Caregiver Stress Isn't All in Your Head
Last updated:November 29, 2011
Feeling stressed while caring for a loved one with cognitive issues? Now there's evidence that your body really is having a biological reaction to the job: Caregivers experience higher levels of stress hormones, and those levels rise according to how agitated or restless the person with cognitive impairment becomes, according to research reported by UPI.
The lead researcher, Virginia Tech assistant professor of human development Tina Savia, explains that the more behaviors demand the attention of family caregivers, the less time they have available to tend to home and family workloads. Her work, reported in Journals of Gerontology Series B: Psychological Sciences and Social Sciences, looked at individuals with mild cognitive impairment.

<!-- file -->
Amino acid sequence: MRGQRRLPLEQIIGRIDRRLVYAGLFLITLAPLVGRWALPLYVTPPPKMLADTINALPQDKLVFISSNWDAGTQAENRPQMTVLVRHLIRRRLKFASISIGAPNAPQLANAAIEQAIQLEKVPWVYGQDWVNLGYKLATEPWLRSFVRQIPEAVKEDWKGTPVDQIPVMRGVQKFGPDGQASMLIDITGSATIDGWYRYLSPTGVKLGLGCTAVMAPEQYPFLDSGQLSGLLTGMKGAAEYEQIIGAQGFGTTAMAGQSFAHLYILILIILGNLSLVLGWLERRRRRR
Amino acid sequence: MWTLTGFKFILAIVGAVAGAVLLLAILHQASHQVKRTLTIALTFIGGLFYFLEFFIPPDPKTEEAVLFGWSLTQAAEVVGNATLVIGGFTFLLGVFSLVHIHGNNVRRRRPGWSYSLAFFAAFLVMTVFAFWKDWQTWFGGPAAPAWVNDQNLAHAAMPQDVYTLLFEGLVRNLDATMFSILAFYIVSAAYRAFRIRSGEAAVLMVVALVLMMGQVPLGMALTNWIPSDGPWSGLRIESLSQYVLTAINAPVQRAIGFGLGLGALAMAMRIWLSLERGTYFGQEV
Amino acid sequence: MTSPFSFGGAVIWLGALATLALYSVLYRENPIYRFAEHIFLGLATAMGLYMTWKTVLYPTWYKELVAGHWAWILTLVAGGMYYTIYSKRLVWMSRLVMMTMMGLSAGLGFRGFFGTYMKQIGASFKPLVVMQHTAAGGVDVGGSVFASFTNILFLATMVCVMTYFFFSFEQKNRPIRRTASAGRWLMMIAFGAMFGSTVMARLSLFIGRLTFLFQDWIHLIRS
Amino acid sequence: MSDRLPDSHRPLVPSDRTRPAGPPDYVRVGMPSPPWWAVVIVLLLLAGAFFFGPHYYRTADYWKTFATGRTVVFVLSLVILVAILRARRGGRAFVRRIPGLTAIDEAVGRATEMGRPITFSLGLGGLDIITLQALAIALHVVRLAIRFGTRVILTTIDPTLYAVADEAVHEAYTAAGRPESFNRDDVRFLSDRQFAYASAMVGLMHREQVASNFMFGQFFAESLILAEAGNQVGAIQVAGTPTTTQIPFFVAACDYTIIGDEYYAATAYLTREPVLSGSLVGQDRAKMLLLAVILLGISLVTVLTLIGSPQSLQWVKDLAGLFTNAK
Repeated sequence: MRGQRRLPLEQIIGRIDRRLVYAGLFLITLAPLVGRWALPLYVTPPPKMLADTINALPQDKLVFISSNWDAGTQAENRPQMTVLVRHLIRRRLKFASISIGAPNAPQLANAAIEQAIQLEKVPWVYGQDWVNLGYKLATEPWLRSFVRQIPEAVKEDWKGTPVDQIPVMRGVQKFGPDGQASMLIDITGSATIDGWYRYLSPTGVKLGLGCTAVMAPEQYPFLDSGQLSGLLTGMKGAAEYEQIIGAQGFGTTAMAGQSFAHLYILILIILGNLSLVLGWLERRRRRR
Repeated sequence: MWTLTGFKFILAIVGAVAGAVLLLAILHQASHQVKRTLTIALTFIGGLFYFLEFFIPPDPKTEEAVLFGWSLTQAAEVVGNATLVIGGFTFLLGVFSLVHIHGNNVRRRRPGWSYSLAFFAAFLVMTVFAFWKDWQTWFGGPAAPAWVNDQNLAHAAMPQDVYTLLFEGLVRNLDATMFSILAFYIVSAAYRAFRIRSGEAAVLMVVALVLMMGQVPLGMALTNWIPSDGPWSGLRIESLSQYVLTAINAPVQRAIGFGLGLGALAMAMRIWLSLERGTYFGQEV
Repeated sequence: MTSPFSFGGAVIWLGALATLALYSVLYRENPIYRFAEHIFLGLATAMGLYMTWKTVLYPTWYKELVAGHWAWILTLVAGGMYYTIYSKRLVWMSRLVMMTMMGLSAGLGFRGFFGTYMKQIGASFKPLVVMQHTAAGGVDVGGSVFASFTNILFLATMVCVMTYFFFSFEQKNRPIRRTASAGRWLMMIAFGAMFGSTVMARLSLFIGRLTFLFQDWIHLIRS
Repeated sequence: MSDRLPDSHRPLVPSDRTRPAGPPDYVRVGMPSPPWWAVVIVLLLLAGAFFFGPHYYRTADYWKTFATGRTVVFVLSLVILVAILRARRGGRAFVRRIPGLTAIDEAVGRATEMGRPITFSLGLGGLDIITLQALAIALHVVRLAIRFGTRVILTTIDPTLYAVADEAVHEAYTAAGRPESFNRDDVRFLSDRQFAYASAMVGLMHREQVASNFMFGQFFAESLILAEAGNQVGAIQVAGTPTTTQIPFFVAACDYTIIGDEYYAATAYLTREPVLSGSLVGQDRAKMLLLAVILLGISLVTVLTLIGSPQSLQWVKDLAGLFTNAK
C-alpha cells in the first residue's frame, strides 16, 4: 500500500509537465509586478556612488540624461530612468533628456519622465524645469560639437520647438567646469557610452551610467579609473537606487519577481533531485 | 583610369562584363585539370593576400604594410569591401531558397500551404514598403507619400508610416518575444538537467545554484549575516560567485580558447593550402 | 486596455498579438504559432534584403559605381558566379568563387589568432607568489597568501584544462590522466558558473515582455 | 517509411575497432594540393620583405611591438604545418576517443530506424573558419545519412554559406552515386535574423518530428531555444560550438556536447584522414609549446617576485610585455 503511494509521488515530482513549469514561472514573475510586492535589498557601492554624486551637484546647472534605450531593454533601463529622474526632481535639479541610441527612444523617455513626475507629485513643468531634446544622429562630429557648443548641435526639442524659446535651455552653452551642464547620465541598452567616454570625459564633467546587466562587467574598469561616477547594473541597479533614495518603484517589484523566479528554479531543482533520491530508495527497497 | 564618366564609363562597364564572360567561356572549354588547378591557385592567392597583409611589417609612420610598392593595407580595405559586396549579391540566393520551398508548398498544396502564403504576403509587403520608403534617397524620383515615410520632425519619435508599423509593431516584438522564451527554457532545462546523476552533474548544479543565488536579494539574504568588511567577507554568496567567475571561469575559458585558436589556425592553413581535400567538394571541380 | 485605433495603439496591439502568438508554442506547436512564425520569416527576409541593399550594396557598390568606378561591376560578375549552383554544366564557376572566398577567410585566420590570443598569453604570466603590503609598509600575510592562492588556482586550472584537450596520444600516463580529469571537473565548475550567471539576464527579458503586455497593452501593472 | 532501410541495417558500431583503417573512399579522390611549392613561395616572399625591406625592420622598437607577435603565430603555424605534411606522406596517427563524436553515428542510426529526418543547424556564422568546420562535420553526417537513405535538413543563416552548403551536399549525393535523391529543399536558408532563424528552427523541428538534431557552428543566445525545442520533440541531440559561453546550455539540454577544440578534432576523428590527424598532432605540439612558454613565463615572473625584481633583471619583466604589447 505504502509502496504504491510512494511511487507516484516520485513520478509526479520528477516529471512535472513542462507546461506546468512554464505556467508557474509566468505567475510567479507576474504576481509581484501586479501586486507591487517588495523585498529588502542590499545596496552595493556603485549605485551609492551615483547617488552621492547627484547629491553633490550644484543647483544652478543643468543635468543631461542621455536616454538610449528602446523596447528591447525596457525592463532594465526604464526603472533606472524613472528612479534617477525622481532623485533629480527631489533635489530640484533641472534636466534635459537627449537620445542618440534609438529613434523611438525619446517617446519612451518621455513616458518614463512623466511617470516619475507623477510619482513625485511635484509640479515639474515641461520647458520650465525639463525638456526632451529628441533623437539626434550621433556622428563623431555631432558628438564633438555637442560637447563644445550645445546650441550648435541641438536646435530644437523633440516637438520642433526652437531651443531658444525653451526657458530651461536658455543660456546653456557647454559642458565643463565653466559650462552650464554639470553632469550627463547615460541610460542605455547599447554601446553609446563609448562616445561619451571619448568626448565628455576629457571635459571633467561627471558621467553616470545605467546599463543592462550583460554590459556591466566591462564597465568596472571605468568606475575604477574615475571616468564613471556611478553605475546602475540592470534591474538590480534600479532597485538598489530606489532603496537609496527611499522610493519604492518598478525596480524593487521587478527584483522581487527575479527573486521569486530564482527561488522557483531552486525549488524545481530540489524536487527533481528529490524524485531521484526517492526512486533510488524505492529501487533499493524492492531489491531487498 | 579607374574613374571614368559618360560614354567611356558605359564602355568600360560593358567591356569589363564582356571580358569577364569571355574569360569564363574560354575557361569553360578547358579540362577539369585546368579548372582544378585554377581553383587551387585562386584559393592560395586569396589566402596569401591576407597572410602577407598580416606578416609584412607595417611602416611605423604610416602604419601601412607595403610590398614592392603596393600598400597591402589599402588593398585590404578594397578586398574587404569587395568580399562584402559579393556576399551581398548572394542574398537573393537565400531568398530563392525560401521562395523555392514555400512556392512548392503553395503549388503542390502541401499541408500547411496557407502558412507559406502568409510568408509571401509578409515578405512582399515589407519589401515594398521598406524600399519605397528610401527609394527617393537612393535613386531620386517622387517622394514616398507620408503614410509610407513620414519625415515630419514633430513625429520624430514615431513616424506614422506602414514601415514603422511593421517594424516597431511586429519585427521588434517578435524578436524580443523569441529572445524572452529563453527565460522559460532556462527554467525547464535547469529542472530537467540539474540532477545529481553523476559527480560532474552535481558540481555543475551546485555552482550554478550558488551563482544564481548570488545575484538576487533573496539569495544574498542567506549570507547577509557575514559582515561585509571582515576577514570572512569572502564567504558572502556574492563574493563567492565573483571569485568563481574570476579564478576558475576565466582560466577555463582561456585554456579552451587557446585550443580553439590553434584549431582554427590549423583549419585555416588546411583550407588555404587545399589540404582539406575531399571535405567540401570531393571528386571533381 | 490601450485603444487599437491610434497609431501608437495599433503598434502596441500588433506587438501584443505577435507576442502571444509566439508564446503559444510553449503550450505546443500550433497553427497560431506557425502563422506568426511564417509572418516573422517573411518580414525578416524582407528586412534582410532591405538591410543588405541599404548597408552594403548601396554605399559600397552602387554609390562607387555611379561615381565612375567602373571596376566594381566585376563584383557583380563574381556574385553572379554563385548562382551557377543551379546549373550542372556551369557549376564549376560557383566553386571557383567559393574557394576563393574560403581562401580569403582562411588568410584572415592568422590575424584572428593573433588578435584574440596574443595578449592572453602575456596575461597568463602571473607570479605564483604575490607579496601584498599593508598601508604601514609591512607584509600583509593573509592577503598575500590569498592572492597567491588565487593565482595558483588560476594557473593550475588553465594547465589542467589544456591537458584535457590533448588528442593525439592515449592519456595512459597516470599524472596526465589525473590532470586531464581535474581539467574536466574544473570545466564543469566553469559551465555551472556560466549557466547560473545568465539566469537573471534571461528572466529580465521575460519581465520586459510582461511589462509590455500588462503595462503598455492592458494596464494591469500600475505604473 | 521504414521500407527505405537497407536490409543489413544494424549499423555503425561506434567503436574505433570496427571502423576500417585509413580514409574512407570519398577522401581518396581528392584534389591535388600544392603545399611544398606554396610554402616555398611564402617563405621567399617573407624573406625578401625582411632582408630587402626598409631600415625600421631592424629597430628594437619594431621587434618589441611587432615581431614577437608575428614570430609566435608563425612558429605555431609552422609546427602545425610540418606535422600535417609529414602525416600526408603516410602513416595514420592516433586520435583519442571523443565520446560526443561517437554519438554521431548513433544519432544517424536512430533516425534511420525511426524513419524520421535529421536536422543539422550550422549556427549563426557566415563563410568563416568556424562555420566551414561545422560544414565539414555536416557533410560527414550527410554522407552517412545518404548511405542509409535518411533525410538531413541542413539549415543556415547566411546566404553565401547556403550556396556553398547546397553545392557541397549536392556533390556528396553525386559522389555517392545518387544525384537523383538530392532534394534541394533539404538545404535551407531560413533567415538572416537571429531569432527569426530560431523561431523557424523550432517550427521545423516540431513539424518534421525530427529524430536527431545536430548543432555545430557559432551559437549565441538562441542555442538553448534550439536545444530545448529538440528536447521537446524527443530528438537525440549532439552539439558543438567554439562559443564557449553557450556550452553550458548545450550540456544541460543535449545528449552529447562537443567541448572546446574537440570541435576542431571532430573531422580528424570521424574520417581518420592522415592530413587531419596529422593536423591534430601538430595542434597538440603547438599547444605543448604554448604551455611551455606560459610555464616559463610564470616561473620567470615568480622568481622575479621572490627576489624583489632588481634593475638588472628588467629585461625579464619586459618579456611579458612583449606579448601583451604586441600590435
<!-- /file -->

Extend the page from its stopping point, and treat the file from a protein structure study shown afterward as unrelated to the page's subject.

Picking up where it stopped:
Her team tracked saliva swabs (to measure cortisol, the stress hormone) over seven consecutive days, which were correlated with the caregivers' experiences over those days.
Day-in, day-out caregiving for someone with cognitive issues doesn't allow the opportunity to recover from the stress, Savia says. And that chronic stress, in turn, taxes the cardiovascular and immune systems, as well as metabolic functions. That's why family caregivers are so often vulnerable to getting sick themselves.
Of course, if you're a dementia caregiver (or an MCI caregiver), you already knew all that. But nice to know the science is on your side.